Signs of failure
Despite US President George W. Bush’s constant declarations to the effect that al-Qaeda has been weakened by the “war on terrorism” launched in the wake of the Sept. 11, 2001, attacks, analysts the world over are now revisiting this assumption (see “How not to win,” Feb. 26).
A clear indication of this failure to eliminate the threat can be found in recent comments by no less a player in antiterrorism than Dame Eliza Manningham-Buller, the head of the British domestic intelligence service, MI5. In November, Manningham-Buller — well-known for her usually less alarmist assessments of the terrorist threat than those of the government she serves — said that since 2005 MI5 had identified 30 major terrorist plots in Britain and was monitoring the activities of — take a deep breath — no less than 1,600 Britain-based individuals from approximately 200 terrorist networks. This is on the home front alone! The exact same figures were repeated by London Metropolitan Police Deputy Commissioner Paul Stephenson at a security conference in Sydney, Australia, on Monday.
With the population of Great Britain established at 60.7 million as of late last year, this means that there is one terrorist suspect for every 38,000 British — an astounding figure. Such a ratio would mean that Canada, with a population of 33 million, has 868 terrorists in its midst. If this were the case, the Canadian Security Intelligence Service would have to grow something like eight-fold so that it could monitor the activities of all those suspects. And this is excludes all the other usual groups targeted by intelligence services — the usual suspects, if you will — such as China, Russia, Iran and others. Given, based on my experiences, the usual ratio (and I am being very conservative here) of 2 intelligence officers for every target of an investigation, this would mean that in Canada, more than 1,700 intelligence officers would be working on the al-Qaeda file, a figure that excludes the communication intercepts specialists, translators, and other operational staff, not to mention pay and administrative staff, lawyers, and so on. (As of last year, the total workforce at CSIS, including administration, pay services and others, was approximately 2,400.)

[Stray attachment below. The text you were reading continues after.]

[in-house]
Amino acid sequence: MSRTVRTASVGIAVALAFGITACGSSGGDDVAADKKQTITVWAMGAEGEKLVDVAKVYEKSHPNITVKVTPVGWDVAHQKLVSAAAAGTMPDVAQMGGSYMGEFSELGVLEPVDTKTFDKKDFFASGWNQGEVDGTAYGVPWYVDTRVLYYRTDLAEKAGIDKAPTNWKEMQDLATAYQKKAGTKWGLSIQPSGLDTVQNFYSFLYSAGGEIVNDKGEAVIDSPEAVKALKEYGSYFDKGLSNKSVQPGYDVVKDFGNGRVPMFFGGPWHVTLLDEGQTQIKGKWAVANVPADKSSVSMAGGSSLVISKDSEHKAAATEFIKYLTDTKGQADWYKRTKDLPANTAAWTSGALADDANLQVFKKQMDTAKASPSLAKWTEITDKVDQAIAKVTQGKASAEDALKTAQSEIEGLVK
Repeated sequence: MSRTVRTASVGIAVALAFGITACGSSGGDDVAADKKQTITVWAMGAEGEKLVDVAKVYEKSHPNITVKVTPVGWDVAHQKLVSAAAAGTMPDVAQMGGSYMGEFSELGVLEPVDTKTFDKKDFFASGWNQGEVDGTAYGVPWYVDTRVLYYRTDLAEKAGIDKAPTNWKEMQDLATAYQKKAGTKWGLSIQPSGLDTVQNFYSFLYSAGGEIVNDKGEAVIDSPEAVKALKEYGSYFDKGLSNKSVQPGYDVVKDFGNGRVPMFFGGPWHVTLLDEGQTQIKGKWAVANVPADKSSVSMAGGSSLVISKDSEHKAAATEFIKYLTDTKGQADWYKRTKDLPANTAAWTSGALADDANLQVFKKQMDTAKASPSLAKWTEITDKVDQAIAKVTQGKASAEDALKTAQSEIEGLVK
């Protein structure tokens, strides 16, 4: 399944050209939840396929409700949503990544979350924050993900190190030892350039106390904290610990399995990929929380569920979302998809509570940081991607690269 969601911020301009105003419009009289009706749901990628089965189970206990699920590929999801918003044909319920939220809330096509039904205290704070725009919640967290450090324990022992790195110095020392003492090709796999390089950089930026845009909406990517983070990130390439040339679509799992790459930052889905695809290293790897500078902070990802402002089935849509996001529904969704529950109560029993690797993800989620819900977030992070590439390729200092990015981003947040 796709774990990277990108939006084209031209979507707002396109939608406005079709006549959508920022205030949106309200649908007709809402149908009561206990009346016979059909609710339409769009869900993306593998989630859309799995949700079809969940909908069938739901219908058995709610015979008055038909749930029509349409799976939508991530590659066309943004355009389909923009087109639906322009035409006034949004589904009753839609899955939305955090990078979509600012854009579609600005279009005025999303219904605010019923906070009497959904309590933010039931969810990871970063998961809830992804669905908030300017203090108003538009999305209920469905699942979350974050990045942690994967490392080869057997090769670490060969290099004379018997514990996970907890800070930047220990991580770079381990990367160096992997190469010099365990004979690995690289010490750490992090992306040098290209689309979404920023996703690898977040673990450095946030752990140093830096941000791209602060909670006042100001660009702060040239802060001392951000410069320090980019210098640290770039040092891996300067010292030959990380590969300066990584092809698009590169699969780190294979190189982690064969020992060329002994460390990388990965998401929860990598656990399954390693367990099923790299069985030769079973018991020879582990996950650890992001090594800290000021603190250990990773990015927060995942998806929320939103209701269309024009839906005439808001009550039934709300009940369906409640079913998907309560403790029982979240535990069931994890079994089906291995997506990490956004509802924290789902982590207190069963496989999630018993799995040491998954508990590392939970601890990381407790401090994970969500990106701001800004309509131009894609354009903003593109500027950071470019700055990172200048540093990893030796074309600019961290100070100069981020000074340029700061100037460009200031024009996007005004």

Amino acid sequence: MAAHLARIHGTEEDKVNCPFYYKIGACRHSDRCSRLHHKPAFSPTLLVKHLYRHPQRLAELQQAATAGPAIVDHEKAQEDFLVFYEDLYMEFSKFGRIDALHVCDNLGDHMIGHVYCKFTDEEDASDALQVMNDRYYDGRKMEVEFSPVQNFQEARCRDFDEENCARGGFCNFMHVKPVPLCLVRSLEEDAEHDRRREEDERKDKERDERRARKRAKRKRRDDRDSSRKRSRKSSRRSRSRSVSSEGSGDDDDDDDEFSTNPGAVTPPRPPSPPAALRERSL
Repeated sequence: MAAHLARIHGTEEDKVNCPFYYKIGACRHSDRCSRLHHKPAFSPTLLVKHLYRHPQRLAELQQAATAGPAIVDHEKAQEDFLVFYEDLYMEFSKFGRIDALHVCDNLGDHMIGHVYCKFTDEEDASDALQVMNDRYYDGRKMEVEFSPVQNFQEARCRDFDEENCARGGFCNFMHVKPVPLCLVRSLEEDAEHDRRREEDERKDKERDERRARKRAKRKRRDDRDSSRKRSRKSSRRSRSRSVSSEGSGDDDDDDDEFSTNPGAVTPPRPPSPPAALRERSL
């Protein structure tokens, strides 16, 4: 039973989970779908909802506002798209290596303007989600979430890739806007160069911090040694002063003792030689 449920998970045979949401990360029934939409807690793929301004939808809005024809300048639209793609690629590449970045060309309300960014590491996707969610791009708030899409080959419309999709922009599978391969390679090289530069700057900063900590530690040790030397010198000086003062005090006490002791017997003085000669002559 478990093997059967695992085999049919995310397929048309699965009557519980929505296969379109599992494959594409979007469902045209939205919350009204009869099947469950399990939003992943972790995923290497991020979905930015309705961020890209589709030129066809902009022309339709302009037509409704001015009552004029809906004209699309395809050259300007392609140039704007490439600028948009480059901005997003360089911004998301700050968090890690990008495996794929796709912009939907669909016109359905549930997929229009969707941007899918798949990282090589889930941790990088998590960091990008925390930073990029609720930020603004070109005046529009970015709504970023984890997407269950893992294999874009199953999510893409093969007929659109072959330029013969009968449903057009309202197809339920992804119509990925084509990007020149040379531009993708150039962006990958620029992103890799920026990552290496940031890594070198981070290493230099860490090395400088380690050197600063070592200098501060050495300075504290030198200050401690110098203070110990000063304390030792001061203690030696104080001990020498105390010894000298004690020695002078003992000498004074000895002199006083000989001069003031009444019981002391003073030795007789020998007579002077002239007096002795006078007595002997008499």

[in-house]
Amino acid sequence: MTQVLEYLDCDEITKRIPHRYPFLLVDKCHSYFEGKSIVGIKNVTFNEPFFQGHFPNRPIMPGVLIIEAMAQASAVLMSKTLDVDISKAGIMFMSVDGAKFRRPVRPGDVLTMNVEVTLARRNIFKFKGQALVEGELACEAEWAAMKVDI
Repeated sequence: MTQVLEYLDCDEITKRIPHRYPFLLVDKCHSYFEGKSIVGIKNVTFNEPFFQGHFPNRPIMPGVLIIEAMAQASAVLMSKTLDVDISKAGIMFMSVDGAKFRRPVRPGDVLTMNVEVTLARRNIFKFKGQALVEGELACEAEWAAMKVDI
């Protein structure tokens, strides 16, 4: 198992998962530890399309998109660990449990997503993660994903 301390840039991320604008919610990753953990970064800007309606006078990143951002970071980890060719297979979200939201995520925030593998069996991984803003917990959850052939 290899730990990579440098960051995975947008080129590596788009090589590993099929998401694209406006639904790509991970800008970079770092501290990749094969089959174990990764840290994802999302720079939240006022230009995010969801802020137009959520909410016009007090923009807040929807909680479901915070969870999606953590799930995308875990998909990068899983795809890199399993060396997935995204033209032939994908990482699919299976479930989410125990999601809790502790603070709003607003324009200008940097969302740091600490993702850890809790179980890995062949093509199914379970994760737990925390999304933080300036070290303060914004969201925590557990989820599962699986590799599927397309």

But what those numbers truly show is that if they are true, the West is clearly doing something wrong, so wrong, in fact, that defeat in its “war on terrorism” is almost a fait accompli. Ever since they launched the campaign against al-Qaeda and other like-minded groups in 2001, the architects of the “war on terror” have repeatedly said that this new war is as much a military campaign as it is a war for the hearts and minds of people in the Muslim world. Given the MI5 numbers, it would appear that the hearts and minds part has either gone terribly wrong — or worse, that the leadership didn’t mean what it said. This, of course, is not entirely impossible, as to this day British Prime Minister Tony Blair still refuses to acknowledge that Britain’s actions in Iraq and Afghanistan have absolutely no impact upon domestic security.
The most alarming part is that even if the figures are most likely overblown, the intelligence community and the British government believe they are true, and they don’t seem to grasp that they are indicative of a monumental failure on the diplomatic and hearts and minds front. Absent such an understanding, such figures — real or inflated — can only but go up.